Driven by the global evidence of ‘climate crisis’ and, more domestically, by rising energy costs and the impact of inflation on building operation, building users, owners and designers are increasingly appreciating the need to improve effectiveness and reduce the environmental impact of building systems. To succeed in engineering built environments that are more efficient – both in terms of resources and performance that will be less detrimental to future generations – requires a holistic consideration of the provision of the whole building, not least the luminaires that are employed in the lighting designs. This CPD will reflect on the recent guidance that points towards a more effective circular economy, and introduce an innovative methodology to rate products for circularity.
Recent CIBSE publications have outlined the concepts and practicalities of assessing embodied carbon and creating a circular economy for building services systems. CIBSE TM65 Embodied carbon in building services: a calculation methodology, published in 2021, provides an introduction to whole life carbon and embodied carbon, and delivers guidance on actions that can reduce the embodied carbon emissions of mechanical, electrical and plumbing (MEP) equipment. As well as providing guidance on standardised environmental product declarations (EPDs), it includes a method to assess the embodied carbon of MEP products where there is no reliable published information.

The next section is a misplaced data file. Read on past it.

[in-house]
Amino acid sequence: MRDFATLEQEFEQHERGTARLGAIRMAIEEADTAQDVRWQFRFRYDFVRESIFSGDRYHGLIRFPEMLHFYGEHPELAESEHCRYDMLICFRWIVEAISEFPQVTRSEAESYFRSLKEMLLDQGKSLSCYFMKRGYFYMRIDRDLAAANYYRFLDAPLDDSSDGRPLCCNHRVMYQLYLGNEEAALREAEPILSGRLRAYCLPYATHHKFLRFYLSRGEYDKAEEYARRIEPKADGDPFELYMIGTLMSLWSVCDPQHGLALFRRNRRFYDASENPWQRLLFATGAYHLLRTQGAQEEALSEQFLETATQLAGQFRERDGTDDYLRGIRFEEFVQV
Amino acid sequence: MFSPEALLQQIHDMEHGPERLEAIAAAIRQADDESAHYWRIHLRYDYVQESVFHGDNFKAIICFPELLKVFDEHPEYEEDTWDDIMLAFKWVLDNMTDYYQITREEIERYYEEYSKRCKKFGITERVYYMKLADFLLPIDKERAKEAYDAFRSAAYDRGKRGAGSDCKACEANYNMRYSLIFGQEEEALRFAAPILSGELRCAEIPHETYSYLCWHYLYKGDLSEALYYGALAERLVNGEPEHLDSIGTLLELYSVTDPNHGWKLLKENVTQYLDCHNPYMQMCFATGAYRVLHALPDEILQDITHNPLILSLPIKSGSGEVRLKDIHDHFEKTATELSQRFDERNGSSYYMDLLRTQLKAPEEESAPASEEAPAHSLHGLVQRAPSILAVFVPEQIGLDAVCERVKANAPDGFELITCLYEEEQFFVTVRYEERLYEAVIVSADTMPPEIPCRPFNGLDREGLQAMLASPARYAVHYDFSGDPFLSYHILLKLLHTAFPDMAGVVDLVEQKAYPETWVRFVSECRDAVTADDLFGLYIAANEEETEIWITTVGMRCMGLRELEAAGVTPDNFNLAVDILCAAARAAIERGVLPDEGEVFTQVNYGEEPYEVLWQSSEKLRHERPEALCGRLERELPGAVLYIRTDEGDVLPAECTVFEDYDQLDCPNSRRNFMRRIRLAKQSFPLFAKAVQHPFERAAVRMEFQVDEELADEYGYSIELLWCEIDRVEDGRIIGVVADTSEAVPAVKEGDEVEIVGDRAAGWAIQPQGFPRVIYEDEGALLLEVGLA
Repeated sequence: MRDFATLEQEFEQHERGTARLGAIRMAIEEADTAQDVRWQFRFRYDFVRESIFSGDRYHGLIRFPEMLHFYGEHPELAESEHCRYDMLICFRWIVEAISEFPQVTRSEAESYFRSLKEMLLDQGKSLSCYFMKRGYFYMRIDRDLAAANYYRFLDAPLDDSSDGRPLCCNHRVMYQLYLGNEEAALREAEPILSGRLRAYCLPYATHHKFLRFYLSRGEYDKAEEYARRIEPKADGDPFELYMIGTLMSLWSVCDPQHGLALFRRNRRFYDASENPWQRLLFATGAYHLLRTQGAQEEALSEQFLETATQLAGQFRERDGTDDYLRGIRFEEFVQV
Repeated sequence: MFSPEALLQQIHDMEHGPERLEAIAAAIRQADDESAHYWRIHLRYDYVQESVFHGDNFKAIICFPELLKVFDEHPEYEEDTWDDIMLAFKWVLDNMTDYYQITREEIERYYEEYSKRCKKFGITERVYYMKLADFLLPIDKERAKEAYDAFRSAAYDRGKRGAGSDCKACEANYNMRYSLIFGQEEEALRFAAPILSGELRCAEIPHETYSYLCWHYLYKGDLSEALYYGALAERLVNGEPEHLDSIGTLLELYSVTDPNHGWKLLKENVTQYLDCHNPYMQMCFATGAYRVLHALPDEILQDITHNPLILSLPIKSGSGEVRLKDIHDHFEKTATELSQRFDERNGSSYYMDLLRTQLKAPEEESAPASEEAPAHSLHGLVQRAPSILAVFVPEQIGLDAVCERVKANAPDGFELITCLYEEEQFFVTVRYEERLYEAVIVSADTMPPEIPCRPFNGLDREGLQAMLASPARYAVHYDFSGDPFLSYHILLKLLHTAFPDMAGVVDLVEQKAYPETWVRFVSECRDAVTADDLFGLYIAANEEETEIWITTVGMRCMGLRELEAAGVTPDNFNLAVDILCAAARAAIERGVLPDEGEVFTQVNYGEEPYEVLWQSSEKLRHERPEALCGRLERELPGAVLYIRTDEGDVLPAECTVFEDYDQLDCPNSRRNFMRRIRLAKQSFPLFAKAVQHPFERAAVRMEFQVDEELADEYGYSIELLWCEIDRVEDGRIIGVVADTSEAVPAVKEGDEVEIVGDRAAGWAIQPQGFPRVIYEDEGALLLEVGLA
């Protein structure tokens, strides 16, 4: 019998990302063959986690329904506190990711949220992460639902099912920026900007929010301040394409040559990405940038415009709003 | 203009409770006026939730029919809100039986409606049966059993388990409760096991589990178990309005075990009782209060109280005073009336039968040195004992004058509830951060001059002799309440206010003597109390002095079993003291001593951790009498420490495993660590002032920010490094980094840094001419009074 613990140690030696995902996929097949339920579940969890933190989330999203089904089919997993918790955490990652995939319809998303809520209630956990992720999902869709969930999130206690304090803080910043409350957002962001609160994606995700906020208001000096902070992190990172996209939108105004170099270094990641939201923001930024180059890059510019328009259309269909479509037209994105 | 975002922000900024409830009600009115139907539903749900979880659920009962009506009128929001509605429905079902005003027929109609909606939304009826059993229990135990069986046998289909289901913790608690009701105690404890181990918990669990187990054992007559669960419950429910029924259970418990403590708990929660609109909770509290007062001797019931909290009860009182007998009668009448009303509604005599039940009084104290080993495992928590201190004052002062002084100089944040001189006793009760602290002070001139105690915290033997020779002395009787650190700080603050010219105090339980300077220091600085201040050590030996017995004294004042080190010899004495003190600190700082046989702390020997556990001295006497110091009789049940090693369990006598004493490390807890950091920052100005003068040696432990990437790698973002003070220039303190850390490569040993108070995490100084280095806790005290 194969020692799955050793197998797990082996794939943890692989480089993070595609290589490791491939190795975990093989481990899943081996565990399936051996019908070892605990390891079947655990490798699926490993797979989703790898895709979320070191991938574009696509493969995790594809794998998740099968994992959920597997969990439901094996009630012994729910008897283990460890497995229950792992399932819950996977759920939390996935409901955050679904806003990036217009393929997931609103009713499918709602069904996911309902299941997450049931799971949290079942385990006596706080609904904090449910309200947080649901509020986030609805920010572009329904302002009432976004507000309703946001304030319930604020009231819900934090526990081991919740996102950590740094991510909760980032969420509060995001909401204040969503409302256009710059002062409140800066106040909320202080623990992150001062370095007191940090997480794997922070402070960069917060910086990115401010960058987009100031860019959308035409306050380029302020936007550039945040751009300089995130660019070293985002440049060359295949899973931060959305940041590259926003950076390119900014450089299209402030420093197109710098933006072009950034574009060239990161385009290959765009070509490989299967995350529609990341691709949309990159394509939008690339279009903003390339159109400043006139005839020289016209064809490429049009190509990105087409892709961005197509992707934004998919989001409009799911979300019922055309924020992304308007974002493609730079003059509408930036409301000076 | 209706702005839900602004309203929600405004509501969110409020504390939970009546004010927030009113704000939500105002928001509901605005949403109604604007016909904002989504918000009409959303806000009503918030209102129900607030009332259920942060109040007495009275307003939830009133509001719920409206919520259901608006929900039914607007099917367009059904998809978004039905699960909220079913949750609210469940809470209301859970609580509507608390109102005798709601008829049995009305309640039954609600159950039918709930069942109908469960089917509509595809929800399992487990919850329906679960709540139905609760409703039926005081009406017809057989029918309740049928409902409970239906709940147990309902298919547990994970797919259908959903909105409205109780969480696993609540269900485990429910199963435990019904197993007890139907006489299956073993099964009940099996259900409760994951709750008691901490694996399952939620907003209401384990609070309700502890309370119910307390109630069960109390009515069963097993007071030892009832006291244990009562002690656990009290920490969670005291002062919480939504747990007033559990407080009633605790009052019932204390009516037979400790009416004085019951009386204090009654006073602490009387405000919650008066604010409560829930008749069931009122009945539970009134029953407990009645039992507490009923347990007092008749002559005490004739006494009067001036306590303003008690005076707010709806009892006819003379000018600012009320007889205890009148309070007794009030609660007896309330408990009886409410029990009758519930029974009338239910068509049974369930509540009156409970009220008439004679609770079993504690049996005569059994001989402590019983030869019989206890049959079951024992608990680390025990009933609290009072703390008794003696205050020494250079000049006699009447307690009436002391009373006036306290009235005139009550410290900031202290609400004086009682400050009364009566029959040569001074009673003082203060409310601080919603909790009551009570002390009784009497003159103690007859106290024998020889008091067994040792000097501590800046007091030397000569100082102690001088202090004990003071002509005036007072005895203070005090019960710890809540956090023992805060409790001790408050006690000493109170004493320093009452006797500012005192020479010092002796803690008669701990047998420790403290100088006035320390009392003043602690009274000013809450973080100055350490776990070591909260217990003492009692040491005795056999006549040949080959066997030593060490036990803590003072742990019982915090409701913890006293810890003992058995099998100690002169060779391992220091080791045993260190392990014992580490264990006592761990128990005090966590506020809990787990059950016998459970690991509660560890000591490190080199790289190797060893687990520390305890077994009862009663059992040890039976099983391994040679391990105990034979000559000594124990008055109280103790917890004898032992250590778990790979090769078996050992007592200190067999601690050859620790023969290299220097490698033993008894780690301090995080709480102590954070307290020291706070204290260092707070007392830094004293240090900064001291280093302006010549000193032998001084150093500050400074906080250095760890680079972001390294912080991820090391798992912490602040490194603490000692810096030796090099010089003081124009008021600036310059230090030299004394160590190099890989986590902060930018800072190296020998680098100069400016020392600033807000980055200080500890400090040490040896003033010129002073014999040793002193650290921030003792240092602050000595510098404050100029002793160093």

The 2022 CIBSE TM66 Creating a circular economy in the lighting industry provides a background to circular economy principles and sets out the drivers and barriers to its adoption. It notes that previous practices and models have involved ‘take, make, use and waste’ – a linear economy with no real way of recycling or recovering materials at end of life. The model has developed to incorporate recycling at the end of the line; however, practically, this just results in delaying the point at which luminaires are disposed of.
The commentary in TM66 explains that a product’s embodied carbon and its circular economy performance are separate but linked. A luminaire with low embodied carbon is not necessarily circular economy-capable; however, by adopting the tenets of the circular economy it will very likely reduce carbon emissions. TM65 reports that a large proportion of embodied carbon from building services engineering systems is associated with the product stage (designated as sections A1–A3 by BS EN 15978:20111) because of the constituent metals, electronics and plastics involved, as well as a complex supply chain – this is wholly apposite for many luminaires. This product stage includes the carbon emissions associated with extraction, transport and processing of materials, and the energy consumption used to manufacture the product. The Ellen MacArthur Foundation2 has popularised the pressing need for action, in part with the much-copied butterfly diagram – a part of which is shown in Figure 1 – that indicates the various paths that may contribute to a product’s circularity.